Marquesas Stilt Step
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Marquesas Stilt Step

Galerie Meyer-Oceanic Art

Period 18th/19th century

Origin Polynesia

Medium Wood

Dimension 33 cm (13 inches)

A fine and early stilt step, called toko in Marquesas language (or titoko on Uapou Island or vaeake), with a massive a-sexual tiki figure standing in the classical position known as the “Polynesian Stance“ – with hands to either side of the stomach, powerful legs slightly bent and the body in a slight forward position. The fully tattooed body is covered with incised lines and the inside of the step is fully carved with concentric diamond motifs and what is possibly a stylized, sweeping crown element. Stilt-stirrups or steps were used during stilt-jousts by young champions that seem to have been related to chiefly funerary ceremonies. Many of these stilt-steps were brought back to Europe as curios and were often attached to the wall as coat-hooks thus they are often pierced through the foot and have « eye -hooks » or the remains of screw-holes in top of the rear section. Marquesas Islands, Polynesia. Mi’o wood (Thespesia populnea) with a fine glossy patina of age and usage under an old coat of varnishand specks of white house paint. A small early plaster restoration to the top edge of the stilt and old loss to the lower left side. 

Period: 18th/19th century

Origin: Polynesia

Medium: Wood

Dimension: 33 cm (13 inches)

Provenance: Ex coll. : Dr Jean-Marcel Gayraud, Paris ; acquired from Yann Ferrandin Gallery, Paris.

Literature: Ref. :
Phelps, Steven: ART AND ARTEFACTS OF THE PACIFIC, AFRICA, AND THE AMERICAS-THE JAMES HOOPER COLLECTION. Hutchinson & Co. LTD. and Christies, Manson & Woods, London. 1975,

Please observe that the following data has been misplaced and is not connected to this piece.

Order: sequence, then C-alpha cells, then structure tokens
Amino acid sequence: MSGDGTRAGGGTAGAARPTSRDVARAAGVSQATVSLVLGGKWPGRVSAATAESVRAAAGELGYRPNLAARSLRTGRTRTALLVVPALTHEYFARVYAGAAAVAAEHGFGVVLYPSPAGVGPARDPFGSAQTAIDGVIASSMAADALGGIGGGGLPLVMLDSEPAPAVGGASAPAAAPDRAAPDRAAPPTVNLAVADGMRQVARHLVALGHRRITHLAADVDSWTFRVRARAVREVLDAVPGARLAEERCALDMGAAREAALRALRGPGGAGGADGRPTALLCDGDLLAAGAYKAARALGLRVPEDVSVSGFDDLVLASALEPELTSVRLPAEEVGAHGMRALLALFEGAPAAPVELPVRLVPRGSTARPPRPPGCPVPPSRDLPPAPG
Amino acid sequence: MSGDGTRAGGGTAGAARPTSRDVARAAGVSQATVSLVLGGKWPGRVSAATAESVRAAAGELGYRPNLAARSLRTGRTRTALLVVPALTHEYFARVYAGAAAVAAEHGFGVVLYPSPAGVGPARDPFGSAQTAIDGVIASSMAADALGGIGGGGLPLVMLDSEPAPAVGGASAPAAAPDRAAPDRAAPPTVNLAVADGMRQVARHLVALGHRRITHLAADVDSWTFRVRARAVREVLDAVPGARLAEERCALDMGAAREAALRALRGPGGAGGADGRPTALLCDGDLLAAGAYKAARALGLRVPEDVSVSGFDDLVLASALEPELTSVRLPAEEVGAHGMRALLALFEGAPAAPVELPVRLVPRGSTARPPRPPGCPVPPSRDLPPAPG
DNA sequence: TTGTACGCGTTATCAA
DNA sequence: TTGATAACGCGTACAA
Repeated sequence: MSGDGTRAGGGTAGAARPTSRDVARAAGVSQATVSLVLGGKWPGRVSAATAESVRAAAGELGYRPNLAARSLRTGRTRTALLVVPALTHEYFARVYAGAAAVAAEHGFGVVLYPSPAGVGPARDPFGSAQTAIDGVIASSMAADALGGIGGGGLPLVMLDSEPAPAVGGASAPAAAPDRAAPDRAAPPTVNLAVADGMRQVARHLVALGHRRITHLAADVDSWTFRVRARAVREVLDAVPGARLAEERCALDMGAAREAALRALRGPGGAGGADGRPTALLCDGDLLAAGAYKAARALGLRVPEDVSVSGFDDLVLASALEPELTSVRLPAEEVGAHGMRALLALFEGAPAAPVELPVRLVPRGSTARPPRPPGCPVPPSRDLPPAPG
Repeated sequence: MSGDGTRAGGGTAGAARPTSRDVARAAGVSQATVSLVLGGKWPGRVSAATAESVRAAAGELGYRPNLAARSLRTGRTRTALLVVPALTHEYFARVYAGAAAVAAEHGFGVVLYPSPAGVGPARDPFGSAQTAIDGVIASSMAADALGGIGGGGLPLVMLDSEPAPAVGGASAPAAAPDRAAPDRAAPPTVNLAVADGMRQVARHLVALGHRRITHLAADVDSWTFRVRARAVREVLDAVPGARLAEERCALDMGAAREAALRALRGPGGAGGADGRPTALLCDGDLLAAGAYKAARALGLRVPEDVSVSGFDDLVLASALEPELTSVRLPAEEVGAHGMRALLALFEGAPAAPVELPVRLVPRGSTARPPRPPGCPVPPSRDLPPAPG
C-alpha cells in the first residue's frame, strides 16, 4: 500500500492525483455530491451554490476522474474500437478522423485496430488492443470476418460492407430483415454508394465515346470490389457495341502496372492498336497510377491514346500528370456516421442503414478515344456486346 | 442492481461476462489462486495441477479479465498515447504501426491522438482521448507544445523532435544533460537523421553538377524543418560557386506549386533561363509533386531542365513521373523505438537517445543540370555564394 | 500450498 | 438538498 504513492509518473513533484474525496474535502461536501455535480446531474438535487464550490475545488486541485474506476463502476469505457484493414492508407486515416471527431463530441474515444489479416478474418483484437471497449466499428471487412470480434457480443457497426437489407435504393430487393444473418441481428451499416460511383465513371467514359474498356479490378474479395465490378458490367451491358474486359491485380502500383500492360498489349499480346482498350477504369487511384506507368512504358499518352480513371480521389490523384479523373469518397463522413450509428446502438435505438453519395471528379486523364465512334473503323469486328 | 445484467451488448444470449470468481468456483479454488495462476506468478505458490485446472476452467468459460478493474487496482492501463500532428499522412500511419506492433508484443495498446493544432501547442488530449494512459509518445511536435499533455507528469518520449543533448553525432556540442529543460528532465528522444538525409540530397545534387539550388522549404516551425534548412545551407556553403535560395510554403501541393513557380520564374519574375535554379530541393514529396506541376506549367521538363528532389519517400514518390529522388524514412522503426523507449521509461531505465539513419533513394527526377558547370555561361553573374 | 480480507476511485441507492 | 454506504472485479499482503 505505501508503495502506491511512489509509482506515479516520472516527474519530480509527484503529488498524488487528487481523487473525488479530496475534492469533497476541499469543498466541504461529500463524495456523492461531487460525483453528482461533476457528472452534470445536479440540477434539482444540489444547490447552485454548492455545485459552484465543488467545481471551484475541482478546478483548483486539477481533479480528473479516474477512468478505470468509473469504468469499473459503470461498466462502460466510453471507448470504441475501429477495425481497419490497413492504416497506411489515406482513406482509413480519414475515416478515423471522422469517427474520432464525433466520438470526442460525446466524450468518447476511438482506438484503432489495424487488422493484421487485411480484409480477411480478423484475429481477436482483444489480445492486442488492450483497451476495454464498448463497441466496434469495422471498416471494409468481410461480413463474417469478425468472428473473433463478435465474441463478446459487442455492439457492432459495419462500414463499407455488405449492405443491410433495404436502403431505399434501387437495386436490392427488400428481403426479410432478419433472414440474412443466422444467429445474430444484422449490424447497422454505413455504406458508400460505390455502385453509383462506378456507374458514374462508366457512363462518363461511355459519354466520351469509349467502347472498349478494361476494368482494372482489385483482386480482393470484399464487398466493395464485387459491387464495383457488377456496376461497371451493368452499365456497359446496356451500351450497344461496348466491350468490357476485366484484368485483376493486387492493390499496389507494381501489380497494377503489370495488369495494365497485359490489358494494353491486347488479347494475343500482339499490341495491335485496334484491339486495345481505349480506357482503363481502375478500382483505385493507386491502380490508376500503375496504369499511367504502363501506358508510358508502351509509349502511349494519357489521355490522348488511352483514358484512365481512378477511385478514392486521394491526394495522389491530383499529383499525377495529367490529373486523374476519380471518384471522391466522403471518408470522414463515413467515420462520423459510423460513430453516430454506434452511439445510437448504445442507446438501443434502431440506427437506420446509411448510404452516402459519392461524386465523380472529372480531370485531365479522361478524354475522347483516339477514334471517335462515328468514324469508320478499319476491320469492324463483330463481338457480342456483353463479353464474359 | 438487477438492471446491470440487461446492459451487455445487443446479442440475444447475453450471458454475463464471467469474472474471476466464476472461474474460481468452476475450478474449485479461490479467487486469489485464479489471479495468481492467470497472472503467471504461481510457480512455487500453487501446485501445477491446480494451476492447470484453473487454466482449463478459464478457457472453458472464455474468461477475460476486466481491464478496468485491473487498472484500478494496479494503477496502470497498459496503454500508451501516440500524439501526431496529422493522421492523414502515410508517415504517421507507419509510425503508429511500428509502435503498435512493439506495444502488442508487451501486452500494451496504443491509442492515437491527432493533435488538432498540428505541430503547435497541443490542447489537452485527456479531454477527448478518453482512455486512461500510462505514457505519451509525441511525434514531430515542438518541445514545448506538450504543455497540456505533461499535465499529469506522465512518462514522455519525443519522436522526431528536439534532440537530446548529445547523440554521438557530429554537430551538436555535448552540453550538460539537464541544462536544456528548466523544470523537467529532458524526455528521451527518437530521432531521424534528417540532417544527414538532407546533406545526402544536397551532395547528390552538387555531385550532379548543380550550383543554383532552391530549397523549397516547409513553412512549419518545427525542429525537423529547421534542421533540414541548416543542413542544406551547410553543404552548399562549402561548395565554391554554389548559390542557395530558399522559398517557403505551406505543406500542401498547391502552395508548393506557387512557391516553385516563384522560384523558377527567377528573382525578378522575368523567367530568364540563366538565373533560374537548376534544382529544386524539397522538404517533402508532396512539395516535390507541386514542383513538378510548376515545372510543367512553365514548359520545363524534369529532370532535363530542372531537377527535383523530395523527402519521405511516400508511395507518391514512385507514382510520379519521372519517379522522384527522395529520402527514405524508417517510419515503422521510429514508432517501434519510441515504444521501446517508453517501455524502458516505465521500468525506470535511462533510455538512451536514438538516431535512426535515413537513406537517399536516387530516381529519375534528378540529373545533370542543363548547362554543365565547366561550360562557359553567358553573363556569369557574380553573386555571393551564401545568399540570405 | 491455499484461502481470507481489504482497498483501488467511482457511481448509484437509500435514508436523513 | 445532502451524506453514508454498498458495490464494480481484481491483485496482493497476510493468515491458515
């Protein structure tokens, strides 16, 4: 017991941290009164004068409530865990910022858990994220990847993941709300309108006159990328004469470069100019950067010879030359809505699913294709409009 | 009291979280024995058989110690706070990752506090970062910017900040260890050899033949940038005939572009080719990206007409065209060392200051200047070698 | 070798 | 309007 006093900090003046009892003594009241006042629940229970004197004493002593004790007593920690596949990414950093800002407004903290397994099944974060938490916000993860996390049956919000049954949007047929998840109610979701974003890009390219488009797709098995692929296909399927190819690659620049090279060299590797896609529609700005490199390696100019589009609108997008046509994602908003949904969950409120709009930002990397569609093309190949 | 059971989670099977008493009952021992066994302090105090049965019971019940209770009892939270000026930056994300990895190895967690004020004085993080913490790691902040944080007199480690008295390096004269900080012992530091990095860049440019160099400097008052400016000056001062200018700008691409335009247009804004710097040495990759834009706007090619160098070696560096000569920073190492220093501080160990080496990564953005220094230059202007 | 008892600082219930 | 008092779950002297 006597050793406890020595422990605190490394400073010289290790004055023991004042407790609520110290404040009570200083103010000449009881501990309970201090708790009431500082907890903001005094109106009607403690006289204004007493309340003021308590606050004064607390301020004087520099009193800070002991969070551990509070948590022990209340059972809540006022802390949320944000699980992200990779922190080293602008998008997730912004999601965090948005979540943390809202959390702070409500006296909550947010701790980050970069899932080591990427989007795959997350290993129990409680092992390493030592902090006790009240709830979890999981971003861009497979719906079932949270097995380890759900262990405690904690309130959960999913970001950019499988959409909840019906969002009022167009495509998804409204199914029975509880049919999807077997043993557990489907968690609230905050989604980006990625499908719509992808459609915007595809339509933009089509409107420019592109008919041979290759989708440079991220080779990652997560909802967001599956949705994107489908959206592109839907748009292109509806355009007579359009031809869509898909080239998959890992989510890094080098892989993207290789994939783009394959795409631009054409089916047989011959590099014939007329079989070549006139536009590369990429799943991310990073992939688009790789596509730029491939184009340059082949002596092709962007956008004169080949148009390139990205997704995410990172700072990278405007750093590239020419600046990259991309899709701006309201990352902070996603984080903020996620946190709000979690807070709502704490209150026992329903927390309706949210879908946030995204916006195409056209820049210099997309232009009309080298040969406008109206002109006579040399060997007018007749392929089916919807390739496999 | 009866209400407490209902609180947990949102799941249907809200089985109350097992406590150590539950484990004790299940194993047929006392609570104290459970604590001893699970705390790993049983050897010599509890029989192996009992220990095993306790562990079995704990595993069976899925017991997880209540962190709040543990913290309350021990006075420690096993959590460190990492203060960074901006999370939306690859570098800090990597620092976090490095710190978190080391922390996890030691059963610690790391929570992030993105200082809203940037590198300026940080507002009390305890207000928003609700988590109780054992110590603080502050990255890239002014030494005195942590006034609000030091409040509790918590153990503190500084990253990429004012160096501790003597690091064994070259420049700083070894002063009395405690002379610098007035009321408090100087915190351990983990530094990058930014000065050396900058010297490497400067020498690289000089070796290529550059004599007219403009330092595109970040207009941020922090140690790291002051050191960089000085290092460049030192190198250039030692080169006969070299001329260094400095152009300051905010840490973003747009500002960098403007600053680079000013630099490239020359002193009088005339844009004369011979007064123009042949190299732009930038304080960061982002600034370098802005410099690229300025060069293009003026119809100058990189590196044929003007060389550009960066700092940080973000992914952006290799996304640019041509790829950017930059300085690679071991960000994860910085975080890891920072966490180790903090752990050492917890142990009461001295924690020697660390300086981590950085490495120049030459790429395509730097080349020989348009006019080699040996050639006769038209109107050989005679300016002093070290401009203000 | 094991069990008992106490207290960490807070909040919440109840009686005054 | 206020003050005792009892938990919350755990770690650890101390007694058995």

Meyer, Anthony JP : OCEANIC ART. Könemann Verlag, Köln, 1995.

Caroline van Santen, Curator at the Zeeuwse Museum in Middelburg, the Netherlands made a very interesting discovery when she found the previously unrecorded drawing of three men on stilts sketched in 1825 by J.C. Van Haersolte and she writes :

« …More interesting, however, are the drawing he made of a tattooed Marquesan man and his sketch of three Marquesan stilt walkers. The latter, although small in size, is proof of the fact that Marquesans still used stilts in 1825, whereas it was previously thought that they had already abandoned this practice at an earlier stage. Van Haersolte also made a detailed drawing of a stilt step. This drawing is linked to a pair of stilt steps in a Dutch museum collection. »

In Govor, Elena ; Thomas, Nicholas : TIKI - Marquesan art and the Krusenstern expedition. Sidestone Press, Leiden, 2019.

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Galerie Meyer-Oceanic Art

Tribal Art dealer specializing in early Oceanic Art since 1980 and archaic Eskimo Art since 2010

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